Greek for the Rest of Us: The Essentials of Biblical Greek (2nd ed.), by William D. Mounce. Grand Rapids: Zondervan, 2013, xviii + 293 pages, $29.99, paper.
The purpose of this book on beginning New Testament Greek is for the reader to come to a working knowledge of some of the basics of the subject, so that he can make better use of Bible software programs, critical commentaries, and lexicons, as well as analyze a text both in the English and Greek (though not as exhaustively as would be true for someone who took traditional courses in Greek, such as a minister would take in preparing for the ministry of the Word). I am not convinced that this object is best served by Dr. Mounce’s approach in this book, but let us begin with some very positive points about the book.
The best use of this textbook, from my point of view, would be for those who have studied New Testament Greek in the past, to have a quick and easy review. Ministers who have grown “rusty” in their use of the language would be able to return to a former facility in their exegetical skills, which may have been dulled by non-use or by being out of the ministry for a time. Those who are not ministers of the Word, nor intend to be, but who have studied New Testament Greek at some point in their education, would find this a quick and fairly easy tool to sharpen those skills and to make better use of them than ever.
Those of us who studied our Greek in the somewhat distant past (due to being born closer to World War II than to the Gulf War), will also pick up some suggestions as to a somewhat clearer understanding of the language than was true in our earlier days. For example, I had been taught that often μη (mē) with the present imperative suggested a command to stop a process already in motion. However, in the course of over forty years in which I have been translating and working with the Greek New Testament, I had observed that more often than not this did not appear to be the case, or perhaps only half of the time. Often this construction is just commanding that something not be done, without necessarily suggesting whether it is being done and needs to stop, or it is not yet being done and should not be initiated.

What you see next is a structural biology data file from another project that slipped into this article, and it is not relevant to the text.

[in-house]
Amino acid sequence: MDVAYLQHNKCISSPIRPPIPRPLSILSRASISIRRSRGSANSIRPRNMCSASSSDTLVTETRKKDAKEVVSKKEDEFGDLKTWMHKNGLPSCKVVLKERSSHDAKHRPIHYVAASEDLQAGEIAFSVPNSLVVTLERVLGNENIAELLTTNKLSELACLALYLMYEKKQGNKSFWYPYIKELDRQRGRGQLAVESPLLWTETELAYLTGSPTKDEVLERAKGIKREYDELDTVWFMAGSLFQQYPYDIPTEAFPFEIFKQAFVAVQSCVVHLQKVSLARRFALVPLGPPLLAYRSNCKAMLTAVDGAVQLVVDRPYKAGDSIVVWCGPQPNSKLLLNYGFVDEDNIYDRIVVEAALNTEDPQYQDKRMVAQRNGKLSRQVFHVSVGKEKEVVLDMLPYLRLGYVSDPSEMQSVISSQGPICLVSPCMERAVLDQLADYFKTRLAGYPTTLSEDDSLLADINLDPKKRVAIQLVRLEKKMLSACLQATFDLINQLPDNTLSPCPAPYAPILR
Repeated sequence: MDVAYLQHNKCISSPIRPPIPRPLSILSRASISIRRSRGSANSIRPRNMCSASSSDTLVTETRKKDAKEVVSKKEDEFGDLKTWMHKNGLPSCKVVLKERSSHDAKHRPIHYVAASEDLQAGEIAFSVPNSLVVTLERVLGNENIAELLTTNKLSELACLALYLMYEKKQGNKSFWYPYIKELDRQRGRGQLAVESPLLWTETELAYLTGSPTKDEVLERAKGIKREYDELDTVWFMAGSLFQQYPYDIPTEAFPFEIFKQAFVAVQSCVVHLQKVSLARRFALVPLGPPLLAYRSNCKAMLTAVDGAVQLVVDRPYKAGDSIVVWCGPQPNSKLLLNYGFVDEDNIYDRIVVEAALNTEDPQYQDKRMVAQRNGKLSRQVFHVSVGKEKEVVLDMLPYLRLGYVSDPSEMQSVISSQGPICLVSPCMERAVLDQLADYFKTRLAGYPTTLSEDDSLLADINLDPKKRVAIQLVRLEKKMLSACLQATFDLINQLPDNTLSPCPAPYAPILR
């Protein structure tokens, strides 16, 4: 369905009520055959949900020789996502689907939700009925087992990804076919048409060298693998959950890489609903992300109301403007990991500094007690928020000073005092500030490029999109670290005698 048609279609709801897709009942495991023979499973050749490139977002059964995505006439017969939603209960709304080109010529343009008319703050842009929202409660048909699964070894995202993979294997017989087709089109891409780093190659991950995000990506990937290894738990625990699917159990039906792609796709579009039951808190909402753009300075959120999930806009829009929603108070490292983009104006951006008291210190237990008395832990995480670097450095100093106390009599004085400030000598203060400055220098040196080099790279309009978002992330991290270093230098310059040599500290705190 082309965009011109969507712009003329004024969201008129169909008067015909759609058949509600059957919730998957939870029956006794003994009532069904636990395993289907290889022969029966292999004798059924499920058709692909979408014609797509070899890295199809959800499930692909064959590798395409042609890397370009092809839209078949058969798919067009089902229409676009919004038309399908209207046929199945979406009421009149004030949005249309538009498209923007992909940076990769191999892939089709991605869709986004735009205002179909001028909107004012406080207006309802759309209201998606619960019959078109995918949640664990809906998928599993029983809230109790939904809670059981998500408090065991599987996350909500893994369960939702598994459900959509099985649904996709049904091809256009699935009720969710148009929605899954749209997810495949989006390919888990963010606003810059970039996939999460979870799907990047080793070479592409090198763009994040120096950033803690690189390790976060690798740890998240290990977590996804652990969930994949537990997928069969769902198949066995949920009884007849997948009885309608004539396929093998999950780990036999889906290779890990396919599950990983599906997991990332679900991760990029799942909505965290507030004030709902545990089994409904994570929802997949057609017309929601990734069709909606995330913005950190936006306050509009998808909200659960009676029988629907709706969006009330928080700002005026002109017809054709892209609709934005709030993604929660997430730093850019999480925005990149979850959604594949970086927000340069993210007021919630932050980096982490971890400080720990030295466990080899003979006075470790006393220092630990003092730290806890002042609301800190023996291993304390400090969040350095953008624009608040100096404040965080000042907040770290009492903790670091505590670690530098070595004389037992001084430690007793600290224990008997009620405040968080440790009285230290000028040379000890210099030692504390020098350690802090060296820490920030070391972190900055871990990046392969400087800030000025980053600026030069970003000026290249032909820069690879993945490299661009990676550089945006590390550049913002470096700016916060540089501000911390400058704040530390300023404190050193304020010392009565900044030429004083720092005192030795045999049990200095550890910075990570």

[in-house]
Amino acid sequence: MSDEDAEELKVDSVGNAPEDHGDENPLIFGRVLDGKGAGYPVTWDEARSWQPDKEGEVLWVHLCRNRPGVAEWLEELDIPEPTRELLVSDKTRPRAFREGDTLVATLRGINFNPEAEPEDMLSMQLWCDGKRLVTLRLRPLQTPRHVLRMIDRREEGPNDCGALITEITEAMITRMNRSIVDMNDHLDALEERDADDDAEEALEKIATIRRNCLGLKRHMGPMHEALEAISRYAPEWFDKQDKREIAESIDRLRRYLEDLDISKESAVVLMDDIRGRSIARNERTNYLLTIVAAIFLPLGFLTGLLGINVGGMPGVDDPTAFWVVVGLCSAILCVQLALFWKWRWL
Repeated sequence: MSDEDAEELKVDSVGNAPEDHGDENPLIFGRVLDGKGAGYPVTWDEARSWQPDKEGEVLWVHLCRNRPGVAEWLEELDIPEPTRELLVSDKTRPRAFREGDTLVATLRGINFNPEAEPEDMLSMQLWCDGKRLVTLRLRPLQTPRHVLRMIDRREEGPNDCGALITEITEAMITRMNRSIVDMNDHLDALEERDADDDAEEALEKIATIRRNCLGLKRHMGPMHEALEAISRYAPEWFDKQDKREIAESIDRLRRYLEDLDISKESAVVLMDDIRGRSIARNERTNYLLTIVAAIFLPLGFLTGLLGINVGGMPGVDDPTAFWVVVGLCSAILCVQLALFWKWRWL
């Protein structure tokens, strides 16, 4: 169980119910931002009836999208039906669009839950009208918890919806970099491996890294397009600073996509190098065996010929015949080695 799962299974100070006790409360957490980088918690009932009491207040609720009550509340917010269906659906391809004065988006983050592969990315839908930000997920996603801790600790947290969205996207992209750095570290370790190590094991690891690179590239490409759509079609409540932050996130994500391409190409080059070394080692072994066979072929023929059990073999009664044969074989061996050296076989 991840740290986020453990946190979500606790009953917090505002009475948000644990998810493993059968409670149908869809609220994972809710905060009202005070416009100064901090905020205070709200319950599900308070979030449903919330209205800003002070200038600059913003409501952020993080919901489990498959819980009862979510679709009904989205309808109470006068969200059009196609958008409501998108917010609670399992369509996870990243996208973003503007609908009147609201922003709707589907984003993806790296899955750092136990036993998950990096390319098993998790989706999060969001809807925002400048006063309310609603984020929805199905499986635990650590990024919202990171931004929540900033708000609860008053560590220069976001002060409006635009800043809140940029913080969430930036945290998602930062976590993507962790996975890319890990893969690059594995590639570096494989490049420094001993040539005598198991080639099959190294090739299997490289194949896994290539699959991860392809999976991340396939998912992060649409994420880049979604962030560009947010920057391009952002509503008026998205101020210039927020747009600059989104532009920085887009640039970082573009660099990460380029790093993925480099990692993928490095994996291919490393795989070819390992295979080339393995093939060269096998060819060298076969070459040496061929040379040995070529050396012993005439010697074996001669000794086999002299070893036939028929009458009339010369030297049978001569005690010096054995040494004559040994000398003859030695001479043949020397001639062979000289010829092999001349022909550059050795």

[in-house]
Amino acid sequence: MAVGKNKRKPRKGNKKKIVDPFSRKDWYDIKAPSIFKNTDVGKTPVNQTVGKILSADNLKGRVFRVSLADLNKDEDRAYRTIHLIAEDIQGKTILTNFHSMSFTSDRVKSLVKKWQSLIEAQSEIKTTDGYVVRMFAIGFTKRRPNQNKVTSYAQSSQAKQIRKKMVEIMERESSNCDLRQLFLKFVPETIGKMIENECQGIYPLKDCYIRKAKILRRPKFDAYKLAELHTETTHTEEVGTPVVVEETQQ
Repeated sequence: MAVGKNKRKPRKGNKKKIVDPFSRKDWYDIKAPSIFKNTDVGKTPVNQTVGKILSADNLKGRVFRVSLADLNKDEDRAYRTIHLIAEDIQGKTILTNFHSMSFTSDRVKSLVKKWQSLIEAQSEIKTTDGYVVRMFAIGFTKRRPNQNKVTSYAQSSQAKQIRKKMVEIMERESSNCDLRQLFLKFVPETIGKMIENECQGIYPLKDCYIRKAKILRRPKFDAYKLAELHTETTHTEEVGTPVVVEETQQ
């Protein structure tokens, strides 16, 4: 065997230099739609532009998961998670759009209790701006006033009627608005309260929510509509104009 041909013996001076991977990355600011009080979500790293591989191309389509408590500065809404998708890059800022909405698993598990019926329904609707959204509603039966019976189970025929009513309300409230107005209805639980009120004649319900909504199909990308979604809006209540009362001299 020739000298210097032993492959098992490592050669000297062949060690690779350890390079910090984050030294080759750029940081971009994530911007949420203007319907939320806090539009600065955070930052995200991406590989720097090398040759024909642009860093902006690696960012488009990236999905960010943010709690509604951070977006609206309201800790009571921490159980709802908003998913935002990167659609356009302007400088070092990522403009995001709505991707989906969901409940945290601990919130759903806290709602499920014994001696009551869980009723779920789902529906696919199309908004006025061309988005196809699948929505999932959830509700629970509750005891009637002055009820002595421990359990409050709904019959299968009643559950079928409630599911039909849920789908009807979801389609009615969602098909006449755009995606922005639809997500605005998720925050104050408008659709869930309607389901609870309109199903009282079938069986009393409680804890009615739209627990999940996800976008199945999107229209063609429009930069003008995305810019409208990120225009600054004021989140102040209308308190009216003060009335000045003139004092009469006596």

“For many years it was believed that μη (mē) with a present tense imperative was a prohibition to stop something currently in progress. μη (mē) with an aorist tense imperative was a prohibition to not even start an action. Although you will find this distinction throughout the commentaries, grammarians today are for the most part agreed that this distinction is invalid” (226). Such information can be very useful for those who need a “refresher” course that will help them stay abreast of some of the current conclusions by the scholars.
Mounce’s approach to helping a Bible student learn how to analyze a text is very good. By not using the language of academia, he makes wonderful suggestions that will be of great help to those who want to dig deeper into the biblical text but who do not have formal training in the language. He has exercises to help the reader learn to do this first in the English and then in the Greek. Though I question whether the average reader can actually do the Greek exercise, the exercise for the English text is great, and I believe the Christian of average intelligence can make very profitable use of this section.